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auto trans fluid: flush, drop pan, or skip? Rate Topic: -----

#1 User is offline   oldchuck 

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Posted 06 June 2011 - 10:13 AM

Just bought a nice 2000 Firebird 3.8 V6 and auto transmission. Car runs great, but it appears that the transmission fluid was never changed. I know what the manual says, but what I need to know is what to do with a car with 107,000 miles. I have had a tranny flushed in the past with no problems, but I have heard some scary stories. Dropping the pan and changing the filter seems like the best choice, although that does not change all the fluid. (I know you can flush it yourself but I don't want to do that.)
I have also had several mechanics say that it is best just to run it like it is since new fluid can cause problems. Really need some sound advice!
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#2 User is offline   FSTLS1TA 

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Posted 06 June 2011 - 01:09 PM

Well the car manual says every 100000 miles. But I would pull the pan and change the filter and maybe even the tail seal of the tranny.
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#3 User is offline   oldchuck 

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Posted 06 June 2011 - 01:36 PM

View PostFSTLS1TA, on 06 June 2011 - 01:09 PM, said:

Well the car manual says every 100000 miles. But I would pull the pan and change the filter and maybe even the tail seal of the tranny.



John, you sure know a lot more about this than I do, and I just don't see why new fluid could cause the serious problems some mechanics warn about. I have done this before on a Corvette and had enough problems to swear I would not do it gain, but time diminishes old problems. Do you use adhesive sealer to hold the gasket to the pan while installing?
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#4 User is offline   cwi inspector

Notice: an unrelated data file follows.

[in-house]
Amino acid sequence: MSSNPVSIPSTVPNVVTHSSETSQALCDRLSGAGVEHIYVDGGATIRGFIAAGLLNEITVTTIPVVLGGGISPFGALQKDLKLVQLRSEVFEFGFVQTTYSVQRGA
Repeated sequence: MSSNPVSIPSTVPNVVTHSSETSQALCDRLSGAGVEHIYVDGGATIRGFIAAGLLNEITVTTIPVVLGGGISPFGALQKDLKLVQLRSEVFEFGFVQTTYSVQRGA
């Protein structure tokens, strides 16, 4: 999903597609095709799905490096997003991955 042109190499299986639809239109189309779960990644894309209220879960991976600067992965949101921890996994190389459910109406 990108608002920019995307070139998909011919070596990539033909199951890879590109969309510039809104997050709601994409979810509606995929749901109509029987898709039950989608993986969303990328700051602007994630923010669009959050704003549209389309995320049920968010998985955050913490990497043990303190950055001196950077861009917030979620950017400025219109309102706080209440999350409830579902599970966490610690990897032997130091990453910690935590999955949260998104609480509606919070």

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Posted 06 June 2011 - 01:40 PM

I've heard on older transmissions like yours that putting new fluid in it with all the fresh additives actually can do more harm. I don't know if this is true or not. But from personal experience last summer I dropped the pan on my 79 TA and changed the fluid and shorlty after the transmission went out. I took a gamble on the transmission when I put the car back together wether it was any good or not. It got me throught the summer. when I took it to have rebuilt the shop said it was just wore out. So I'm not sure if changing the fluid had anything to do with it or not. Then I had a 99 dodge Ram and had the transmission flushed and shortly after it went out. So I suppose its a gamble on what you do. Sorry if I confused you more.:waitasec:

This post has been edited by cwi inspector: 06 June 2011 - 01:42 PM

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#5 User is offline   oldchuck 

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Posted 06 June 2011 - 02:11 PM

View Postcwi inspector, on 06 June 2011 - 01:40 PM, said:

I've heard on older transmissions like yours that putting new fluid in it with all the fresh additives actually can do more harm. I don't know if this is true or not. But from personal experience last summer I dropped the pan on my 79 TA and changed the fluid and shorlty after the transmission went out. I took a gamble on the transmission when I put the car back together wether it was any good or not. It got me throught the summer. when I took it to have rebuilt the shop said it was just wore out. So I'm not sure if changing the fluid had anything to do with it or not. Then I had a 99 dodge Ram and had the transmission flushed and shortly after it went out. So I suppose its a gamble on what you do. Sorry if I confused you more.:waitasec: